As we get ready for another Thanksgiving, here at Modern Mississauga, we're thoroughly thankful for having the support of our readers, advertising partners, friends and family.
We've put together a few cool and interesting pieces of information about Thanksgiving for you to read and share this weekend.
Happy Thanksgiving, friends!
- Our eastern neighbours in Quebec call Thanksgiving "Action de grâce."
- We've celebrated Thanksgiving in Canada for nearly 140 years, starting in November 6, 1879.
- Prior to 1957, Canada celebrated Thanksgiving on the third Monday of October. It officially moved to the second Monday of October via an announcement on January 31, 1957 by the Governor General of Canada.
- The United States celebrates their Thanksgiving on the fourth Thursday in November.
- It was originally celebrated as a day of giving thanks for the blessing of the harvest and of the preceding year.
- The first Canadian Thanksgiving is said to have traced back to 1578 with explorer Martin Frobisher. He had been trying to find a northern passage to the Pacific Ocean and held his Thanksgiving celebration not for harvest but in thanks for surviving the long journey from England through the perils of storms and icebergs. On his final voyage to the far north, Frobisher held a formal ceremony in Frobisher Bay in Baffin Island (present-day Nunavut) to give thanks to God and in a service ministered by the preacher Robert Wolfall they celebrated Communion.
- Alternatively, some say that the origins of Canadian Thanksgiving are also sometimes traced to the French settlers who came to New France with explorer Samuel de Champlain in the early 17th century, who celebrated their successful harvests. The French settlers in the area typically had feasts at the end of the harvest season and continued throughout the winter season, even sharing food with the indigenous peoples of the area.
- Of all the options for food, why is Turkey synonymous with Thanksgiving? According to this article from Slate:
They were fresh, affordable, and big enough to feed a crowd. Americans have long preferred large poultry for celebrations because the birds could be slaughtered without a huge economic sacrifice. Cows were more useful alive than dead, and commercial beef wasn't widely available until the late 19th century. Chicken was more highly regarded than it is today, but rooster meat was tough, and hens were valuable as long as they laid eggs. Venison would have been another option, especially during the 17th and 18th centuries, though it would have required you to hunt for your Thanksgiving meal. There was plenty of ham or brined pork around, but it wasn't considered fit for special occasions. Eating turkey was also in keeping with British holiday customs that had been imported to the New World.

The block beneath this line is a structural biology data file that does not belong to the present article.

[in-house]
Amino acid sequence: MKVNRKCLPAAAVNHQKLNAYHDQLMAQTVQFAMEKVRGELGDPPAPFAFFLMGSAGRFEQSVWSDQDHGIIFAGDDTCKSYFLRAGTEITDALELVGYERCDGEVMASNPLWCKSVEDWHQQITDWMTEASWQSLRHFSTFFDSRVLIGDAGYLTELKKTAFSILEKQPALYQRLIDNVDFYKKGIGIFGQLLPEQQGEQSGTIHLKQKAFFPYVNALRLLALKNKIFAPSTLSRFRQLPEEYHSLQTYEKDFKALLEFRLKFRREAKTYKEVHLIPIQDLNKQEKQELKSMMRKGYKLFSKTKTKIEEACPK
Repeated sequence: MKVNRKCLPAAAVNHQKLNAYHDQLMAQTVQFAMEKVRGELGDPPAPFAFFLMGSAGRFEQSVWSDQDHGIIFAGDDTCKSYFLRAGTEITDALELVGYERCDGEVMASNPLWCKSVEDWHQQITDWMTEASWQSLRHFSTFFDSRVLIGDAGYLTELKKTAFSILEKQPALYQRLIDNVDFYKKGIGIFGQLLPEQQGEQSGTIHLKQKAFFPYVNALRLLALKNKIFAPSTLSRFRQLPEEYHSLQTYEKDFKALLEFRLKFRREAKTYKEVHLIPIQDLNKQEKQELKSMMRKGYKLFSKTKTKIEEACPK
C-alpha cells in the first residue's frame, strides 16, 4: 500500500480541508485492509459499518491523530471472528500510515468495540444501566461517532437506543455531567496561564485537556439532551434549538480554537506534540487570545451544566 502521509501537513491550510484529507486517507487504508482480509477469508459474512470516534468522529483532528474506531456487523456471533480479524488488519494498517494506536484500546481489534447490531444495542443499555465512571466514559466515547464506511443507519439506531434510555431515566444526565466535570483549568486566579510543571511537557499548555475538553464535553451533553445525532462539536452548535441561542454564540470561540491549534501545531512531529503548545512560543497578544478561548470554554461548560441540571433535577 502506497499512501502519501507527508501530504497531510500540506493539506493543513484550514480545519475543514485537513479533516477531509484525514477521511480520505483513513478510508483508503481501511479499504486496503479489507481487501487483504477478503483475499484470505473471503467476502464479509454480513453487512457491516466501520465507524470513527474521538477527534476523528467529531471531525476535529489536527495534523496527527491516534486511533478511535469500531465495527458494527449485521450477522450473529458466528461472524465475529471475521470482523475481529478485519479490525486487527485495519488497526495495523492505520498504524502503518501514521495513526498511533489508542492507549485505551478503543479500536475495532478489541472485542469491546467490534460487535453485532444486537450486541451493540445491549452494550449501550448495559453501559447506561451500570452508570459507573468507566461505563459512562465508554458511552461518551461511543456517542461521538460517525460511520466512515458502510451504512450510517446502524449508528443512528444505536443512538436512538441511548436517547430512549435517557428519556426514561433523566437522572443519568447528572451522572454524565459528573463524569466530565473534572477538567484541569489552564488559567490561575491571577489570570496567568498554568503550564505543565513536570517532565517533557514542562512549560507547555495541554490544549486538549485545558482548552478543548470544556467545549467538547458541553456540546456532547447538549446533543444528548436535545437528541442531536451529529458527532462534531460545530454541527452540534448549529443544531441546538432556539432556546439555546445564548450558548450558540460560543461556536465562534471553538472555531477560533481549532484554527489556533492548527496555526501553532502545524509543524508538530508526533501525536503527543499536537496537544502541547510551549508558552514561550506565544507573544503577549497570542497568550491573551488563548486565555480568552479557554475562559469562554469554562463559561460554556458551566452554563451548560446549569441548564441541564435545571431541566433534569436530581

With the exception of the Atlantic provinces of Prince Edward Island, Newfoundland and Labrador, New Brunswick, and Nova Scotia, Thanksgiving is now a statutory holiday in most jurisdictions of Canada.
- Columbus Day in the US and Thanksgiving in Canada have fallen around the same time since 1971.
- The cornucopia, also known as the horn of plenty, represents abundance and nourishment. It is particularly associated with the Thanksgiving holiday in North America.
- About an hour west of us, our friends in Kitchener-Waterloo hold their "The Kitchener-Waterloo Oktoberfest parade" on Thanksgiving Monday.
- During Thanksgiving 2015, 2.5 million whole turkeys were purchased by Canadians, equal to 34% of all whole turkeys that were sold over the year.
- 32% of all Canadian households (4.6 million people) purchased turkey and turkey products for Thanksgiving 2015.